Popular dictionaries define racism as a belief that people’s characteristics, their qualities and faults, are determined by race (or ethnicity). It was behind Hitler’s murder of millions of Jews and countless lynchings and shootings of blacks in the American South. Needless to say, racism works profound injustice and is behind divisions that exist in America and many other societies. Anyone with an ounce of sense and a modicum of human experiences knows that qualities and faults are individual and not determined by a person’s ancestral group.
There has been enormous progress during my lifetime in improving racial justice and race relations. Nonetheless, racism continues to rear its ugly head. A notorious recent example was the shooting of nine black people in a Charleston, South Carolina church in 2015 by the demented white supremacist Dylann Roof. He is being tried for murder and very likely faces the death penalty. Periodic events such as this cause people to rightly remain on edge, and society needs to continue to be vigilant regarding any embedded racism.
But it’s possible that vigilance can be carried too far. Recently First Lady Melania Trump donated the iconic Dr. Seuss children’s books to school libraries as part of an effort to encourage reading by youngsters. The librarian in a Cambridge, Massachusetts elementary school rejected the gift saying the books were “steeped in racist propaganda, caricatures, and harmful stereotypes.” Then a black woman, a prominent Democrat and former Georgia legislator, LeDawn Jones, appeared on the Fox Network’s Tucker Carlson show to double down, saying that old Dr. Seuss was a well-known racist and a purveyor of racially charged images.
Maybe you’re as surprised as I am that The Cat in the Hat not to mention Thing One and Thing Two are racist. I can understand the evil Grinch—he was simply bad to the bone—and I’m not just saying that because he’s green.
It seems that Dr. Seuss, in his early years as a cartoonist, supported the World War II effort by creating some propaganda cartoons on behalf of the government lampooning Hitler and the Japanese war leader Tojo in, of course, an unflattering way. And he also illustrated ads for a popular insecticide product, Flit. Some of the illustrations contained figures that could be fairly construed as unacceptable stereotypes of Arabs and black Africans. It’s noteworthy that these kinds of illustrations were in the context of the times and—while clearly insensitive especially by today’s standards—were in the mainstream then, particularly so with our government’s war propaganda effort. One could fault FDR as much or more so than Dr. Seuss for the propaganda illustrations, and I don’t hear mainstream Democrats calling for the boycott of Franklin Roosevelt. Dr. Seuss also was an outspoken voice for racial justice for African-Americans and published many illustrations supporting his point of view, which was quite unpopular at the time.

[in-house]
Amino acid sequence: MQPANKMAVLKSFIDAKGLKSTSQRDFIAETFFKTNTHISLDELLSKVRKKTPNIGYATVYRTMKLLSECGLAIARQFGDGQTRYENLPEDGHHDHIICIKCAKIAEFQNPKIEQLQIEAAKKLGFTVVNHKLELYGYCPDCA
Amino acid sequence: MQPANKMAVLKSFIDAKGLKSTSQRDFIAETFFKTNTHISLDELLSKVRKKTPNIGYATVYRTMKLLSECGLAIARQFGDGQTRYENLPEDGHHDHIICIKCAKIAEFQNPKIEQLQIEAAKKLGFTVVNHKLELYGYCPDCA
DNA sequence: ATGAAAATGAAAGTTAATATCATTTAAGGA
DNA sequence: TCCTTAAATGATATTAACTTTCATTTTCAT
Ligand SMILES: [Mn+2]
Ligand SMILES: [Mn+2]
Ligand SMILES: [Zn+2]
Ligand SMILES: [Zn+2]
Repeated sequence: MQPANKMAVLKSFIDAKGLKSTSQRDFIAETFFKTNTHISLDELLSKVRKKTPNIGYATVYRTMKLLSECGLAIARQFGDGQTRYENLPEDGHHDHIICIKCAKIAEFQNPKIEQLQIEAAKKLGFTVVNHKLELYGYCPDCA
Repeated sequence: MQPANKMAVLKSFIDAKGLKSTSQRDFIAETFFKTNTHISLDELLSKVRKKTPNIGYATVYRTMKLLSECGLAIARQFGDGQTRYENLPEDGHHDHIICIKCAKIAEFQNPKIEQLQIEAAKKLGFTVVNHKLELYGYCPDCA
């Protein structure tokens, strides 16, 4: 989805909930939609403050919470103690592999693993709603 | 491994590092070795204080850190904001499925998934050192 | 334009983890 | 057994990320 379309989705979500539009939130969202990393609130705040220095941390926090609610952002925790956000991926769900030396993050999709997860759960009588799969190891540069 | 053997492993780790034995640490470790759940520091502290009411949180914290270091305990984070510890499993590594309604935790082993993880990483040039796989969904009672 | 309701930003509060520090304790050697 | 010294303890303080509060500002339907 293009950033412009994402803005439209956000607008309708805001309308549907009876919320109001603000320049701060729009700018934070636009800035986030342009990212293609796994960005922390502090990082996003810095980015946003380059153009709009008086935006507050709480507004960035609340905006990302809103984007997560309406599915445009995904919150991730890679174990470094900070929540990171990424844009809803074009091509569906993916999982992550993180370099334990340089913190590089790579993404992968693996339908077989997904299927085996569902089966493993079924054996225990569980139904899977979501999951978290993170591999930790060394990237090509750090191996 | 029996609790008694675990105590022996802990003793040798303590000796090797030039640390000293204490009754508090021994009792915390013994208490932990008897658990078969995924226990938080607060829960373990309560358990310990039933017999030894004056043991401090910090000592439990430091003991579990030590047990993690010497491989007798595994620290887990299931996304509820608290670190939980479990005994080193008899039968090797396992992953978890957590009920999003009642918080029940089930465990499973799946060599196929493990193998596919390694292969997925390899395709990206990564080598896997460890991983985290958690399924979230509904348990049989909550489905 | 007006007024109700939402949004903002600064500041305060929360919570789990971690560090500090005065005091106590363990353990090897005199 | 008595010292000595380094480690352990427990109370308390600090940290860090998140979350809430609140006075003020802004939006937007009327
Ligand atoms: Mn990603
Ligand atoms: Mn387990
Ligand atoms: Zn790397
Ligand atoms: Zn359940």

Even if you believe the venerable Seuss should be condemned for his racial insensitivity in spite of his public stand for racial justice, it’s hard to justify bashing Sam-I-Am or The Cat in the Hat. After all, the sins of the father should not be visited upon the sons, as Shakespeare taught us in The Merchant of Venice. It seems to me there are plenty of real racial villains—David Duke, George Wallace, Dylann Roof…I’d name more but we’d run out of room. Spotlighting Dr. Seuss and his cast of iconic characters as racist villains seems to cheapen the conversation about racism in America and undermine the credibility of those who are speaking out about it. Maybe, as Dr. Seuss taught us, we ought to think a little more carefully before we condemn.
“Think left and think right and think low and think high.
Oh, the thinks you can think up if only you try!”